It is hard, until you come here, to grasp the scale of the tar sands exploitation. Surrounding Beaver Lake are well over 35,000 oil and natural gas wells and thousands of miles of pipelines, access roads and seismic lines. (The region also contains the Cold Lake Air Weapons Range, which has appropriated huge tracts of traditional territory from the native inhabitants to test weapons.) Giant processing plants, along with gargantuan extraction machines, including bucket wheelers that are over half a mile long and draglines that are several stories high, ravage hundreds of thousands of acres. These stygian centers of death belch sulfurous fumes, nonstop, and send fiery flares into the murky sky. The air has a metallic taste. Outside the processing centers, there are vast toxic lakes known as tailings ponds, filled with billions of gallons of water and chemicals related to the oil extraction, including mercury and other heavy metals, carcinogenic hydrocarbons, arsenic and strychnine. The sludge from the tailings ponds is leaching into the Athabasca River, which flows into the Mackenzie, the largest river system in Canada. Nothing here, by the end, will support life. The migrating birds that alight at the tailings ponds die in huge numbers. So many birds have been killed that the Canadian government has ordered extraction companies to use noise cannons at some of the sites to scare away arriving flocks. Around these hellish lakes, there is a steady boom-boom-boom from the explosive devices.
The water in much of northern Alberta is no longer safe for human consumption. Drinking water has to be trucked in for the Beaver Lake reserve.
Streams of buses ferry workers, almost all of them men, up and down the roads, night and day. Tens of thousands from across Canada have come to work in the tar sands operations. Many live in Fort McMurray, about 180 miles from Beaver Lake, and work punishing 12-hour shifts for three weeks at a time before having a week off.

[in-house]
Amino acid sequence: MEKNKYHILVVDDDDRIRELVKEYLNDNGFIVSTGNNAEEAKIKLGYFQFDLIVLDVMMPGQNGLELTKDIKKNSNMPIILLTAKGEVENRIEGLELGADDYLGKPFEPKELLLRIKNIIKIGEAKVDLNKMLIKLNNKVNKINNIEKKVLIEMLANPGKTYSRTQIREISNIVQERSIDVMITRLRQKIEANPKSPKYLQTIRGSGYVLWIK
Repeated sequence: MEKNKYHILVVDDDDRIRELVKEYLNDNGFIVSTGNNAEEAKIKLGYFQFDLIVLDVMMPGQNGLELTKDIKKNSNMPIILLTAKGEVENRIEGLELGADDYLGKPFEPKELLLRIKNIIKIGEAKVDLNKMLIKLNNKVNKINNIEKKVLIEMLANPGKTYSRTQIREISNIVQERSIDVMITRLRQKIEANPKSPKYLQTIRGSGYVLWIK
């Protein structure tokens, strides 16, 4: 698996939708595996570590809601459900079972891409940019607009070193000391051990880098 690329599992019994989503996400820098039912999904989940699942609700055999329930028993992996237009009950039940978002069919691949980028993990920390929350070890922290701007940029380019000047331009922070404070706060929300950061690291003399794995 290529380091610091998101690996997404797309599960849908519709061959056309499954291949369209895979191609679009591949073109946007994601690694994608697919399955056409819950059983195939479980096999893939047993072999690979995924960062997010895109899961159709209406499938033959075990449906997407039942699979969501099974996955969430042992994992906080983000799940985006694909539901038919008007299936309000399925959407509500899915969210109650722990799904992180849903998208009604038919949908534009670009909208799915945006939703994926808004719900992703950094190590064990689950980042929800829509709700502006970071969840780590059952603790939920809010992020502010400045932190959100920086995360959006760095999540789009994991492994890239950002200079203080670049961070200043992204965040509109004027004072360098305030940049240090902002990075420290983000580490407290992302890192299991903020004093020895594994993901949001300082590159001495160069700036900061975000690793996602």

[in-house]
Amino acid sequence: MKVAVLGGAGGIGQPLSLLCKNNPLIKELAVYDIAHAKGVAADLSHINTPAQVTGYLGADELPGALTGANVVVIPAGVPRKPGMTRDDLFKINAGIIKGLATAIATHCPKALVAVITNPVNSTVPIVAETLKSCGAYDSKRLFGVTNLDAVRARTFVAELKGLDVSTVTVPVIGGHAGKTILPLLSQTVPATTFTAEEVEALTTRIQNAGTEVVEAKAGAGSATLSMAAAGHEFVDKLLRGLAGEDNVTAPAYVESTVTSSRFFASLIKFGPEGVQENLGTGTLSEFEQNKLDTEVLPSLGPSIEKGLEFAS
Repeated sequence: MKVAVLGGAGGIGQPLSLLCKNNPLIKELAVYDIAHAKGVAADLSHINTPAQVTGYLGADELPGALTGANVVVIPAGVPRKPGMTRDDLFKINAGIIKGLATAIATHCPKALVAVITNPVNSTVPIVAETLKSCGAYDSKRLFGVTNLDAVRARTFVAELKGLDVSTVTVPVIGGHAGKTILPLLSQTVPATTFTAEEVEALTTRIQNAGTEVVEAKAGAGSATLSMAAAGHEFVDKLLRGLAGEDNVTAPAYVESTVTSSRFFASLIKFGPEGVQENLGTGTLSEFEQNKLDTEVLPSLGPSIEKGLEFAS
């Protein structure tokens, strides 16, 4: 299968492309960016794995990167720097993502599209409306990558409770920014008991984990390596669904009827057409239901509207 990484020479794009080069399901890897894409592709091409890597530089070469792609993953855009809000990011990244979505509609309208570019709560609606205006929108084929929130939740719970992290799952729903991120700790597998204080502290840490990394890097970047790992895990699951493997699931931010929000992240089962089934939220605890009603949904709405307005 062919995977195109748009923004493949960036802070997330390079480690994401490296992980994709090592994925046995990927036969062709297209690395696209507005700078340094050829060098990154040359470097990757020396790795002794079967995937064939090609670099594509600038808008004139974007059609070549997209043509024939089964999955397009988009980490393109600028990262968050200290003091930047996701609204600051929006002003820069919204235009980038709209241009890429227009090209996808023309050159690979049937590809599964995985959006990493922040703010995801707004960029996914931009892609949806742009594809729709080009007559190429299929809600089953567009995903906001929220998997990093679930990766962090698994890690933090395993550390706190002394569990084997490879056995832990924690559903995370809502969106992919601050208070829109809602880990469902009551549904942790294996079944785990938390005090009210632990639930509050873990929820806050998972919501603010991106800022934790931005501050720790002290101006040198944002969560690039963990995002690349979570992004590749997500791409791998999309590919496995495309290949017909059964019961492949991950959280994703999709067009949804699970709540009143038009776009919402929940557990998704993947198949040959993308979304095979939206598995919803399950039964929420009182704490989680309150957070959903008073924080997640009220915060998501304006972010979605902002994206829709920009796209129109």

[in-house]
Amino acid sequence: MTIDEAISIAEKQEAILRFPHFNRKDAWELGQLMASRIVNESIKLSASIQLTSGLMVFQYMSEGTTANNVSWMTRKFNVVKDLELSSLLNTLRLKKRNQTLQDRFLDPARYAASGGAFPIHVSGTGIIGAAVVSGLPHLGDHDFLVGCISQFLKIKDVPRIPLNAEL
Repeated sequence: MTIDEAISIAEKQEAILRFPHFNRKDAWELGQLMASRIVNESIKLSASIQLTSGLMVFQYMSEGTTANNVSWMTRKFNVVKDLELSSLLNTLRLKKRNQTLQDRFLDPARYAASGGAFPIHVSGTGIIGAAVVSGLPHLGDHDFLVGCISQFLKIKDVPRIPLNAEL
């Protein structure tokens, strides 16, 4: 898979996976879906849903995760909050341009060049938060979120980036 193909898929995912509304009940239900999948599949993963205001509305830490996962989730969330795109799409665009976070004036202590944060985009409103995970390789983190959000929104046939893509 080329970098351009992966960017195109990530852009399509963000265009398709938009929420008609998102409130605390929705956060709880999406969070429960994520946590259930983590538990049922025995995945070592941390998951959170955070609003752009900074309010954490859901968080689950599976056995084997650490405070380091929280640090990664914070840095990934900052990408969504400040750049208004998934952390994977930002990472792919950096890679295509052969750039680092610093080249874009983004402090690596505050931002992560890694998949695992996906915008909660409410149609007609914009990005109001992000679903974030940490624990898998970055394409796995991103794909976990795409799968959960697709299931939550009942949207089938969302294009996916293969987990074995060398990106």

The Cree, the Dene and other tribes that live amid the environmental carnage and whose ancestral lands have been appropriated by the government to extract the tar sands oil suffer astronomical rates of respiratory and other illnesses. Cancer rates are 30% higher than in the rest of Alberta, according to the Alberta Cancer Board, which was disbanded soon after releasing this information in 2008.
When he was a child, Eric Lameman was taken from his parents by the government, a common practice a few decades ago, and sent to an Indian boarding school where beatings were routine, speaking Cree or any of the other indigenous languages was forbidden and native religious and cultural practices were outlawed. He says the forced severance from his family and his community, along with the banning of his traditions, was psychologically devastating. He remembers his father and other Cree elders on the reserve performing religious rituals in secret. He would sneak to the woods to watch them as, risking arrest, they clung to their beliefs and spiritual practices.
Lameman defied the efforts to wipe out his identity and his culture, which he nurtured in spite of the attempts to eradicate them. He remained a Cree. And he says it is only his Cree roots that keep him whole and make it possible for him to endure. He suffered extreme poverty. He also had periods of addiction and even episodes of violence. It is hard to avoid personal disintegration when the dominant culture seeks to eradicate your being. Canada's indigenous people represent 4 percent of the population, but they make up more than a quarter of the inmates in the nation's federal prisons. Lameman's wife left him and their young children. She died from alcoholism on the streets of Calgary. He worked as a heavy machine operator in the tar sands. He quit when he realized the land he was despoiling would never recover and he began to get sick. He survives now on welfare.